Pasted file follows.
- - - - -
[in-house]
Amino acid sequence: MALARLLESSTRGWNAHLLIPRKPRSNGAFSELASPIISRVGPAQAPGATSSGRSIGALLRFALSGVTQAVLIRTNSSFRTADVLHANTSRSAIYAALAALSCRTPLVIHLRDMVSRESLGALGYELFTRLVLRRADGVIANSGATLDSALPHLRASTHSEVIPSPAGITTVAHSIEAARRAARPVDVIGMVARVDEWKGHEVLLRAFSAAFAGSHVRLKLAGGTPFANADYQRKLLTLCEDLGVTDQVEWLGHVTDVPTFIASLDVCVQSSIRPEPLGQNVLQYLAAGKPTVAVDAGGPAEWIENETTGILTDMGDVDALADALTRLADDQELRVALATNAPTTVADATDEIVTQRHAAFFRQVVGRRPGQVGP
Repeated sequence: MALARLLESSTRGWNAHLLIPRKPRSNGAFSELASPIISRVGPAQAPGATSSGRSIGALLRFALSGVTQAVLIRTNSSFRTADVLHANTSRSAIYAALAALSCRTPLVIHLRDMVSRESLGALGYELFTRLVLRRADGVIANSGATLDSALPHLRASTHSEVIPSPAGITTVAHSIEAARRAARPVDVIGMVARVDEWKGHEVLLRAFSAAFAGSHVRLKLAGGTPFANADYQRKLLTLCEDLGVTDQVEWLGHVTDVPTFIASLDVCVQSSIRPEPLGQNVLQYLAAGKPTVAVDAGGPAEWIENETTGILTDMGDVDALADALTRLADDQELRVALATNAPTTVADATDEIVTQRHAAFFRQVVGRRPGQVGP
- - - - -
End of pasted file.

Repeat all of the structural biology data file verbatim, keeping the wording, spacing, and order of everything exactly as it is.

[in-house]
Amino acid sequence: MALARLLESSTRGWNAHLLIPRKPRSNGAFSELASPIISRVGPAQAPGATSSGRSIGALLRFALSGVTQAVLIRTNSSFRTADVLHANTSRSAIYAALAALSCRTPLVIHLRDMVSRESLGALGYELFTRLVLRRADGVIANSGATLDSALPHLRASTHSEVIPSPAGITTVAHSIEAARRAARPVDVIGMVARVDEWKGHEVLLRAFSAAFAGSHVRLKLAGGTPFANADYQRKLLTLCEDLGVTDQVEWLGHVTDVPTFIASLDVCVQSSIRPEPLGQNVLQYLAAGKPTVAVDAGGPAEWIENETTGILTDMGDVDALADALTRLADDQELRVALATNAPTTVADATDEIVTQRHAAFFRQVVGRRPGQVGP
Repeated sequence: MALARLLESSTRGWNAHLLIPRKPRSNGAFSELASPIISRVGPAQAPGATSSGRSIGALLRFALSGVTQAVLIRTNSSFRTADVLHANTSRSAIYAALAALSCRTPLVIHLRDMVSRESLGALGYELFTRLVLRRADGVIANSGATLDSALPHLRASTHSEVIPSPAGITTVAHSIEAARRAARPVDVIGMVARVDEWKGHEVLLRAFSAAFAGSHVRLKLAGGTPFANADYQRKLLTLCEDLGVTDQVEWLGHVTDVPTFIASLDVCVQSSIRPEPLGQNVLQYLAAGKPTVAVDAGGPAEWIENETTGILTDMGDVDALADALTRLADDQELRVALATNAPTTVADATDEIVTQRHAAFFRQVVGRRPGQVGP